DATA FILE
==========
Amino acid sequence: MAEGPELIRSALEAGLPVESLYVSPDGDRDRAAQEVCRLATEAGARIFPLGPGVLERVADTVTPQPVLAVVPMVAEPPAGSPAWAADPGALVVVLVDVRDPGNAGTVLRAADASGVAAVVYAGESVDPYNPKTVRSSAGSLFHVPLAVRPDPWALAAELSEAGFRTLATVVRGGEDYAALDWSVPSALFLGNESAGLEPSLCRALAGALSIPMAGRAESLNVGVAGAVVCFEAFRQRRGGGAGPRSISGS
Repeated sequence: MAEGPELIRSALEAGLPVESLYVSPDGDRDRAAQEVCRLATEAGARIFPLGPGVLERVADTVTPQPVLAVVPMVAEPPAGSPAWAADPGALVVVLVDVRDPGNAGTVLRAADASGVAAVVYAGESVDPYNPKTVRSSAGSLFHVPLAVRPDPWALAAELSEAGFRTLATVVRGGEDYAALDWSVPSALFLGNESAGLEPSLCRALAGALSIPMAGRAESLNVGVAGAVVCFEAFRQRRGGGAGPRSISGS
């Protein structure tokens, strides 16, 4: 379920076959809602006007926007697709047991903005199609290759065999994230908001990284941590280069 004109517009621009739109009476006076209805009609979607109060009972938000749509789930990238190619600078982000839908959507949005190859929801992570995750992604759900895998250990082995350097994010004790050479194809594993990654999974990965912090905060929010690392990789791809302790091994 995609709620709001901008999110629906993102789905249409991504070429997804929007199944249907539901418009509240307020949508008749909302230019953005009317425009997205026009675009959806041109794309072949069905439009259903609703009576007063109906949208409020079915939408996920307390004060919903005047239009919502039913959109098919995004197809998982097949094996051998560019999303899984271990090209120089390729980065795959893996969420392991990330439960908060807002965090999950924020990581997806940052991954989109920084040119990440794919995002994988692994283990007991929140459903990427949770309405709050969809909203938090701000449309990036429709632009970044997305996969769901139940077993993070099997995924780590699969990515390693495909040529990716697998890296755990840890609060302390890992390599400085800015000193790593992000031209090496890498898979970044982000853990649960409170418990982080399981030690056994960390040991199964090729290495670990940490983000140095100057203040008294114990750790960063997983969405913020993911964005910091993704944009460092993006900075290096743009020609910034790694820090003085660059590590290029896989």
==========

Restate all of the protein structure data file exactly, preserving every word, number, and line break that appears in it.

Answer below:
Amino acid sequence: MAEGPELIRSALEAGLPVESLYVSPDGDRDRAAQEVCRLATEAGARIFPLGPGVLERVADTVTPQPVLAVVPMVAEPPAGSPAWAADPGALVVVLVDVRDPGNAGTVLRAADASGVAAVVYAGESVDPYNPKTVRSSAGSLFHVPLAVRPDPWALAAELSEAGFRTLATVVRGGEDYAALDWSVPSALFLGNESAGLEPSLCRALAGALSIPMAGRAESLNVGVAGAVVCFEAFRQRRGGGAGPRSISGS
Repeated sequence: MAEGPELIRSALEAGLPVESLYVSPDGDRDRAAQEVCRLATEAGARIFPLGPGVLERVADTVTPQPVLAVVPMVAEPPAGSPAWAADPGALVVVLVDVRDPGNAGTVLRAADASGVAAVVYAGESVDPYNPKTVRSSAGSLFHVPLAVRPDPWALAAELSEAGFRTLATVVRGGEDYAALDWSVPSALFLGNESAGLEPSLCRALAGALSIPMAGRAESLNVGVAGAVVCFEAFRQRRGGGAGPRSISGS
């Protein structure tokens, strides 16, 4: 379920076959809602006007926007697709047991903005199609290759065999994230908001990284941590280069 004109517009621009739109009476006076209805009609979607109060009972938000749509789930990238190619600078982000839908959507949005190859929801992570995750992604759900895998250990082995350097994010004790050479194809594993990654999974990965912090905060929010690392990789791809302790091994 995609709620709001901008999110629906993102789905249409991504070429997804929007199944249907539901418009509240307020949508008749909302230019953005009317425009997205026009675009959806041109794309072949069905439009259903609703009576007063109906949208409020079915939408996920307390004060919903005047239009919502039913959109098919995004197809998982097949094996051998560019999303899984271990090209120089390729980065795959893996969420392991990330439960908060807002965090999950924020990581997806940052991954989109920084040119990440794919995002994988692994283990007991929140459903990427949770309405709050969809909203938090701000449309990036429709632009970044997305996969769901139940077993993070099997995924780590699969990515390693495909040529990716697998890296755990840890609060302390890992390599400085800015000193790593992000031209090496890498898979970044982000853990649960409170418990982080399981030690056994960390040991199964090729290495670990940490983000140095100057203040008294114990750790960063997983969405913020993911964005910091993704944009460092993006900075290096743009020609910034790694820090003085660059590590290029896989």